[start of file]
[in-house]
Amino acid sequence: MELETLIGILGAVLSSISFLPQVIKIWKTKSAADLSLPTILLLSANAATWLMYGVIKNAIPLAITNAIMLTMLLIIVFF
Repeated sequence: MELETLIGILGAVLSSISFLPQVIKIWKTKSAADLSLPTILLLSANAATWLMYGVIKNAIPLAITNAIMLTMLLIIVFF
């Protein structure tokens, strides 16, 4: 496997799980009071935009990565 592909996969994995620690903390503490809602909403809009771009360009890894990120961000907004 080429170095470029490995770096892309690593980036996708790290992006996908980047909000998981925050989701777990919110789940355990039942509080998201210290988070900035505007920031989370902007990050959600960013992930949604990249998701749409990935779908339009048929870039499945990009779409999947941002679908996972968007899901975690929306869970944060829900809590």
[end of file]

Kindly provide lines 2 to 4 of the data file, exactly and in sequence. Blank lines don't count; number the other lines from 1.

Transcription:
Amino acid sequence: MELETLIGILGAVLSSISFLPQVIKIWKTKSAADLSLPTILLLSANAATWLMYGVIKNAIPLAITNAIMLTMLLIIVFF
Repeated sequence: MELETLIGILGAVLSSISFLPQVIKIWKTKSAADLSLPTILLLSANAATWLMYGVIKNAIPLAITNAIMLTMLLIIVFF
């Protein structure tokens, strides 16, 4: 496997799980009071935009990565 592909996969994995620690903390503490809602909403809009771009360009890894990120961000907004 080429170095470029490995770096892309690593980036996708790290992006996908980047909000998981925050989701777990919110789940355990039942509080998201210290988070900035505007920031989370902007990050959600960013992930949604990249998701749409990935779908339009048929870039499945990009779409999947941002679908996972968007899901975690929306869970944060829900809590």